The risk of dizziness and falls in fibromyalgia

By Adrienne Dellwo
In fibromyalgia, dizziness, lack of balance and falls are common complaints. For some people, they are a minor annoyance that arises on occasion. In others, they can be severely debilitating and cause regular injuries.

The fall, and especially the frequent fall, is a serious problem. The last thing you need when you already have a constant pain is to hurt yourself all the time. Frequent falls or balance problems can also lead to fear of falling.

That fear can, in turn, make you afraid to stay active, even within your limits. According to a study in Clinical Rheumatology, 73 percent of people with fibromyalgia are afraid of physical activity, and almost 75 percent have problems with balance.

The fall is less a symptom and more a consequence of the symptoms of dizziness and lack of balance. In this condition, falls and balance problems may also be related to changes in the way we walk.

So, why does fibromyalgia involve these problems? And what can we do about it?

Fibromyalgia and dizziness
In fibromyalgia, dizziness occurs more frequently when you first get up. It is similar to the feeling of “head rushing” when you stand up too fast, it can only happen every time you lie down or stand up. The sudden onset of dizziness may cause him to sway on his feet, wobble, or even cause him to fall or faint.

Dizziness and fainting in this condition may be related to a particular subgroup, according to a 2017 study published in the European Journal of Pain. In addition to dizziness and fainting, this subgroup also had the highest levels of pain, as well as a variety of overlapping symptoms and conditions, including cognitive dysfunction (“fibro fog”), irritable bladder, vulvodynia, and leg syndrome. restless

Research suggests that this symptom is due to autonomic nervous system dysfunction (SNA), which is called dysautonomia. The SNA is involved with many critical functions in your body, including heart rate, blood pressure, respiratory rate, body temperature, metabolism and digestion.

Dizziness caused by dysautonomia may be called orthostatic intolerance, neural mediated hypotension, or postural orthostatic tachycardia syndrome (POTS). Essentially, these things mean that the heart and the brain do not communicate properly with each other.

What should happen is that when you get up from a recumbent or sitting position, the SNA increases your blood pressure to combat the severity and maintain a sufficient supply of blood in your brain. With dysautonomia, this does not happen as it should. Instead, blood pressure can actually go down when standing, and the result is dizziness or lightheadedness. In POTS, the heart rate accelerates as blood pressure drops.

Dizziness may be associated with heart palpitations, blurred vision, increased pulse rate, chest pain, and a type of fainting called vasovagal syncope.

However, not everyone who has dizziness associated with fibromyalgia faints. In a 2008 study, researchers say that dizziness and palpitations were more common than fainting. They also say that POTS was one of the most common symptoms of fibromyalgia they observed during the inclined table tests, which measure their response to changes in position.

Balance and gait problems
In addition to the possibility of falls, research suggests that people with fibromyalgia walk differently from healthy people. A 2009 study found that about 28 percent of people with this disease have an abnormal gait (way of walking).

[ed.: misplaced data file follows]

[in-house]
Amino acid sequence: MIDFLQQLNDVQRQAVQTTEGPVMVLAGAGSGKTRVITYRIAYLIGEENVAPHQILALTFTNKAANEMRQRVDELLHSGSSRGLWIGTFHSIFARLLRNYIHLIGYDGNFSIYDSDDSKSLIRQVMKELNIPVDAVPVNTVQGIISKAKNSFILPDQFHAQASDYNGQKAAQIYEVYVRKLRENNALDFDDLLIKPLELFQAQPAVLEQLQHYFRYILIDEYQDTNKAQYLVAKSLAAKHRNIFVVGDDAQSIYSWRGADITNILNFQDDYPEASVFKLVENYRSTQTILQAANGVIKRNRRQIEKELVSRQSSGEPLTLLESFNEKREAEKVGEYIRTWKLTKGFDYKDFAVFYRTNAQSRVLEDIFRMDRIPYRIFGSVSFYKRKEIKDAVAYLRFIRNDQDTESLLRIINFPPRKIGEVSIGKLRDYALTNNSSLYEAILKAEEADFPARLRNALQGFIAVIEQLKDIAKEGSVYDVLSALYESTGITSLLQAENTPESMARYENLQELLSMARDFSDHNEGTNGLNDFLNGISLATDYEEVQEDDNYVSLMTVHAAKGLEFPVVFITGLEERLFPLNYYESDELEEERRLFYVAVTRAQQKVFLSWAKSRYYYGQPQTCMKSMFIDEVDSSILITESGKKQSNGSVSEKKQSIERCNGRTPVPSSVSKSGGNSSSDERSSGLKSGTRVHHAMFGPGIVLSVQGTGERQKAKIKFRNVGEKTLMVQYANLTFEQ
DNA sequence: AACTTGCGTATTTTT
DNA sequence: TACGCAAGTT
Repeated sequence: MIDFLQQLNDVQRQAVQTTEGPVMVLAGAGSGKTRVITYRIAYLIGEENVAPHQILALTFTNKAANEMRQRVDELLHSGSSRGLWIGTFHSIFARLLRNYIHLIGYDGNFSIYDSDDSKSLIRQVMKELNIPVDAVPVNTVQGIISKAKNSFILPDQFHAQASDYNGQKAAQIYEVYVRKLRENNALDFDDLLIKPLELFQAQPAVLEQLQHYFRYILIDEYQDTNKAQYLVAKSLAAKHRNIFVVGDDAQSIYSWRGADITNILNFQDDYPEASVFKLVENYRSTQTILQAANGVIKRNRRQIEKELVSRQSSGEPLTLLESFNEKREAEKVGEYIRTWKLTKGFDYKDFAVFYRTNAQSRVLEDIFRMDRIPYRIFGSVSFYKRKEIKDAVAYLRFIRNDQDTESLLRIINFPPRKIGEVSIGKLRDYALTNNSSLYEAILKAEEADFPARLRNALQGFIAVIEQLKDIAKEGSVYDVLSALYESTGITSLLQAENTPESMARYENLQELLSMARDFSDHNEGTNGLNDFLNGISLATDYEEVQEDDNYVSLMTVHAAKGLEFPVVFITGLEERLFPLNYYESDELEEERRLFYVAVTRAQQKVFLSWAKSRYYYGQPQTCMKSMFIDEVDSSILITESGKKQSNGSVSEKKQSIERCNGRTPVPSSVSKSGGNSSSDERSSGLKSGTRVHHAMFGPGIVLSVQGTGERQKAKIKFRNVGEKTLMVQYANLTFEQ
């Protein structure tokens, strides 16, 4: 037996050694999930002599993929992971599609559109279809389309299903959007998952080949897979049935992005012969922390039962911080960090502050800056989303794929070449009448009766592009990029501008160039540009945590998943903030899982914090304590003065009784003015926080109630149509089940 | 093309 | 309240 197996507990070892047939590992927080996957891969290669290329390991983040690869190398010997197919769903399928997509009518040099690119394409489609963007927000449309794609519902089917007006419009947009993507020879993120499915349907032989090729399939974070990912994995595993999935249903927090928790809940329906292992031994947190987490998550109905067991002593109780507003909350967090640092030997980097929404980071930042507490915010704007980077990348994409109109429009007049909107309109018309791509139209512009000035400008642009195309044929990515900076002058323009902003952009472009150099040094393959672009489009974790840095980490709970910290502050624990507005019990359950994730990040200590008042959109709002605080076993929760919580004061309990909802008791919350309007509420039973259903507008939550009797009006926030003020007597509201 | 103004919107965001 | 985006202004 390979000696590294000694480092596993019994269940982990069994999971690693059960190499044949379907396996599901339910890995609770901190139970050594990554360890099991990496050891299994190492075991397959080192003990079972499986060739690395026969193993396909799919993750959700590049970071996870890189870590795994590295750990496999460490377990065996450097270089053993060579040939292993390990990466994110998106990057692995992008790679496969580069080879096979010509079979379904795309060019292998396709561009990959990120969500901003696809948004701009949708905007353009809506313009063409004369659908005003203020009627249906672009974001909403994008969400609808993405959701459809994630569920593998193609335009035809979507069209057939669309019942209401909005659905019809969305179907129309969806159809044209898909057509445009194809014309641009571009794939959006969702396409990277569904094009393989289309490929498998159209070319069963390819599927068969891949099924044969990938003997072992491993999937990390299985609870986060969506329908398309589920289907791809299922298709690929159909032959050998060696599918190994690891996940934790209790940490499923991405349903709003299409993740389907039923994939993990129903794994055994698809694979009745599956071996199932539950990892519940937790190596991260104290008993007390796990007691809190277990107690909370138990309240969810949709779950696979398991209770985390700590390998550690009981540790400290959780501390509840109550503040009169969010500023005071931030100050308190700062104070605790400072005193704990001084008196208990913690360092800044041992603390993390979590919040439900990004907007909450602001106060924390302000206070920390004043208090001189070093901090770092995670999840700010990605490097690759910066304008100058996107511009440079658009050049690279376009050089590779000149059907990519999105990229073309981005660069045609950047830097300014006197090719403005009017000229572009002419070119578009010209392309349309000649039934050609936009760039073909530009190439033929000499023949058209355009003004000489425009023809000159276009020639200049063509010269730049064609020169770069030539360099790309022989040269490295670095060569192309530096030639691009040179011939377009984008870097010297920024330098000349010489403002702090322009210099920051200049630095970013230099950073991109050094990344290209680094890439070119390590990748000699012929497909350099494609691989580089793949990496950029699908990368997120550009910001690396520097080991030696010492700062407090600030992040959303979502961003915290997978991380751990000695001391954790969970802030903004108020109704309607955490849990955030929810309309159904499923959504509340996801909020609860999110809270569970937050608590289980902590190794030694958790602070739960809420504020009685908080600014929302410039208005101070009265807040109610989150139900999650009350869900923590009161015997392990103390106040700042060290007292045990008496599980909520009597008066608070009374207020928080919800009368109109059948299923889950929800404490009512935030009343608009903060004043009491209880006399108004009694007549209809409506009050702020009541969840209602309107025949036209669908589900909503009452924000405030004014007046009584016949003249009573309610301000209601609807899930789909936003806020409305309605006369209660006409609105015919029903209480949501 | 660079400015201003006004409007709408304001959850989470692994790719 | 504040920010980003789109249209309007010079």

In a functional performance study of 2017, the researchers said that gait and balance were severely damaged in this condition. The differences include:

Significantly shorter stride length
Slower pace
The way the body swings when walking.
The researchers observed that differences in gait and balance were worse in people who had more pain, stiffness, fatigue, anxiety and depression. They recommended that doctors evaluate the progress and position of their patients with fibromyalgia to find the best type of rehabilitation and prevention of falls for them.

This study is part of a growing body of scientific literature that demonstrates balance and gait problems in this condition that can lead to falls. However, evaluating and treating these symptoms may not be a high priority for your doctor. If you are concerned, be sure to mention them at your next appointment.

Alleviate dizziness and risk of falling in fibromyalgia
The more successful you are in treating your fibromyalgia, the less these symptoms should be a problem. However, if you need more attention or if you have not been able to find effective treatments for fibromyalgia, you have several options.

For POTS dizziness, orthostatic hypotension, or brain-mediated hypotension, your doctor may recommend medications that help. These may include SSRI / SNRI, benzodiazepines and beta blockers. Some of these medications may also help relieve other symptoms of fibromyalgia: SSRIs and SNRIs are commonly prescribed for this disease. Your doctor may also recommend changes in lifestyle.

If you smoke, research published in the joint rheumatology journal, Bone, Spine suggests that quitting smoking can help relieve fainting and other symptoms of fibromyalgia.

When it comes to balance and gait, physical therapy is a common treatment. You may also want to ask your doctor if something like yoga, tai chi or qigong is safe for you.

Until you find ways to improve these symptoms, it’s worth being careful. Assistive devices, such as a cane or walker, can help keep you standing. Seated exercises can be the safest option, and they are certainly a better option than being less active than you can be.

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